• This only applies to money in the account at that point it is frozen – not money paid in afterwards
  • Your opponent has the right to apply for a "hardship payment order" on the grounds that they can't meet day-to-day living costs as a result of their cash being frozen. 
  • Unless your opponent is successful, the money you’re owed is then paid to you.

Take a slice of their property – “charging order”: This is worth considering when you know your opponent owns property (or investments). It is a longer process as you will only get what you are due when your opponent sells that property – and only then if the sale raises enough after paying off any mortgage or other charges.
•    Your opponent is not notified in advance of your application.
•    If the court agrees, a charging order is registered at the land registry against their property. It is like a mortgage.
•    This means it cannot be sold without you being notified of the sale. 
•    Most buyers would insist you are paid off before they’d buy.
•    You may be able to ask the court for an order to force a sale – called an "order for sale".
•    If an order for sale is made by the court then they are given a chance  to pay you, failing which the Court will order the sale of the property – so that you are paid.  
•    However the court will not make this order lightly where this is the opponent’s home. The court will consider the needs of those living in the property.  The Courts are reluctant to make people homeless.  The Court can a suspend Order until children living in the property reached the age of 18 years. 

Threaten to make them bankrupt: If the amount you are owed is more than £750, you can also apply to make your opponent bankrupt using a "bankruptcy petition" (individuals) or winding up proceedings (companies).

The court can make someone bankrupt or wind up company if they have failed to pay their debts.  It is a complex process. It is relatively expensive. These are just the main steps.  Taking legal advice is strongly recommended before following this course of action.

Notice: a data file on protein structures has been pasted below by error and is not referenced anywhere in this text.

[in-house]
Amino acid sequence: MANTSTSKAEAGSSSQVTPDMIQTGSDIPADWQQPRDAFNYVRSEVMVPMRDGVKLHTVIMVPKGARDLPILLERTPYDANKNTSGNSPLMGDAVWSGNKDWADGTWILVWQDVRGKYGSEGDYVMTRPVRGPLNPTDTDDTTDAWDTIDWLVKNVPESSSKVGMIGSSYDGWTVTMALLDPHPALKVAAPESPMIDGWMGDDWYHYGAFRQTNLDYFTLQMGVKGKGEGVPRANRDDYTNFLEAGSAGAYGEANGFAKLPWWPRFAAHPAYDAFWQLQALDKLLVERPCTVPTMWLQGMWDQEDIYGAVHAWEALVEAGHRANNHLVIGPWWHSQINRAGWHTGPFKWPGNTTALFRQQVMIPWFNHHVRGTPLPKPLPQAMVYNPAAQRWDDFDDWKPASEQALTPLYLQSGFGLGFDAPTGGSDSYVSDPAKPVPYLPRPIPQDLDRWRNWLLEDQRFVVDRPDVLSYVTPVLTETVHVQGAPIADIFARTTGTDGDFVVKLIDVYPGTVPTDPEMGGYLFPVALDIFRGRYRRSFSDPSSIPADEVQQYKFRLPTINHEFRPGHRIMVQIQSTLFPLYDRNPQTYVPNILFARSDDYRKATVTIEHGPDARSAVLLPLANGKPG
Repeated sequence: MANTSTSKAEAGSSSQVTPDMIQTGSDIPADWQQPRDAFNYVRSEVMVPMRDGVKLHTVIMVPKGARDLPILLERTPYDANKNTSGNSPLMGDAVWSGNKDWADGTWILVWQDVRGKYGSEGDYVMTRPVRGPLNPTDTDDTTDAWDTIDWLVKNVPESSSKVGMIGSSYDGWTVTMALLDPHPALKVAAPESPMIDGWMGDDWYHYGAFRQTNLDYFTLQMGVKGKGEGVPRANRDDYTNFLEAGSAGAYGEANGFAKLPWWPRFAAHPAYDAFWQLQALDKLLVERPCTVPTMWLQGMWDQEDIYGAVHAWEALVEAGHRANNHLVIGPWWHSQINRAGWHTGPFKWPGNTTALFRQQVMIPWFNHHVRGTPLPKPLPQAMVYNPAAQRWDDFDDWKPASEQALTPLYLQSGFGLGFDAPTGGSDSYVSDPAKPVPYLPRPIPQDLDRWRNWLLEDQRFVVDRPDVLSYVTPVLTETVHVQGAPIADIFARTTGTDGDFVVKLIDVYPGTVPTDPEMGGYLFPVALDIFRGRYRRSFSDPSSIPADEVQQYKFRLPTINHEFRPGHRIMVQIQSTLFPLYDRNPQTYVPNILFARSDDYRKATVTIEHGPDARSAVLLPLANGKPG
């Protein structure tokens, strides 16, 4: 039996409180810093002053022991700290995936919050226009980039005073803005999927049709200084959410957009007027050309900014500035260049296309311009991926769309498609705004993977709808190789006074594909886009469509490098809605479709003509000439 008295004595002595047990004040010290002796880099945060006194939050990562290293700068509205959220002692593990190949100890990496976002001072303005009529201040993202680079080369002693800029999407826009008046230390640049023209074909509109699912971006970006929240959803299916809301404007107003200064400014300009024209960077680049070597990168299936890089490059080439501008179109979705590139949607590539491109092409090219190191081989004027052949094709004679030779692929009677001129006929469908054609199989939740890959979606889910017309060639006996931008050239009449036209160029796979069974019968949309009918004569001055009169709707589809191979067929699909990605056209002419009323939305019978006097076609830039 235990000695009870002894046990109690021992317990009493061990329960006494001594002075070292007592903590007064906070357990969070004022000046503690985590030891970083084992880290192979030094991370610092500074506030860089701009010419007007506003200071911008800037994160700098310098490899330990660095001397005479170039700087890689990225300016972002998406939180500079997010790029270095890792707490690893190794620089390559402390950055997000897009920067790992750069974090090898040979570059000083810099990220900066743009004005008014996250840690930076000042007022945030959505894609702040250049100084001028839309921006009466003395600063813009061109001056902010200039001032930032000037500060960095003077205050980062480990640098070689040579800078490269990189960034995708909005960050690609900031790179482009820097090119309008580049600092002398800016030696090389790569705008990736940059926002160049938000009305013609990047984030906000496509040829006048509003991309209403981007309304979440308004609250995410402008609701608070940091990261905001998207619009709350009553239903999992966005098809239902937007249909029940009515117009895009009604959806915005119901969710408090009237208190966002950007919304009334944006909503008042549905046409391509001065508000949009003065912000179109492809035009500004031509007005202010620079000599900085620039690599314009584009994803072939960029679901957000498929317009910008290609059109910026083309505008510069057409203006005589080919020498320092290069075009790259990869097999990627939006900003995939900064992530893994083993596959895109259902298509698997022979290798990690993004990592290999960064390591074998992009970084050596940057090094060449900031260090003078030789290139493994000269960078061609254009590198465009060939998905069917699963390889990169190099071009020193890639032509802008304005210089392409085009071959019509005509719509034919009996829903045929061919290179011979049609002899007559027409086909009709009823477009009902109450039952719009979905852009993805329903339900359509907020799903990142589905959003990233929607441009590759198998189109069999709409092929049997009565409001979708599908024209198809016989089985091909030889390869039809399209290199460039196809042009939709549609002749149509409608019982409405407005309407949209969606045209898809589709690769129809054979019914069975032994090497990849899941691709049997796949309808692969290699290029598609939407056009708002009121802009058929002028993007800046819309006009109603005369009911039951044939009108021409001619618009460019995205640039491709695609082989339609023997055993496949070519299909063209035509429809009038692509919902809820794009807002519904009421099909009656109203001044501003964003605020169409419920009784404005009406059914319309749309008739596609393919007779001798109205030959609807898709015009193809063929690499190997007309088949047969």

• If the person who has not paid you under the court order and owes you more than £750, then you can serve a statutory demand on them.  This must be personally served (physically handed to them).
  • They then have 21 days to pay the debt in full.  
  • If they don’t then you can apply for their bankruptcy. With companies you can go straight to this stage but may prefer to use the statutory demand stage to put pressure on them to pay up.
  • The Court will arrange a hearing to consider whether or not to make them bankrupt (or wind up the company)  Both you and your opponent should attend this hearing.
  • If the threat does not work and you decide to go through with this process you may still not get paid everything you are due. There may be others owed money, who legally have the right to be paid first. Then anything that is left is shared between those who are also entitled to be paid at the same time as you.

Disclaimer: This guide is provided for information purposes only.  We have done our best to ensure that the information contained in this guide is correct as of 04.02.2014. It applies only to England and Wales. However, the guide has no legal force and the information may become inaccurate over time, due to changes in the law. It is not possible to cover every situation or point in this type of guide and some of the information is over-simplified. The information in this guide does not constitute legal advice and we will not be liable to you if you rely on this information. Before you take any action, you should find out how the law applies to you and your particular situation by taking legal advice as soon as possible (to avoid any deadlines that may apply). Please get in touch as we offer a range of affordable services and options.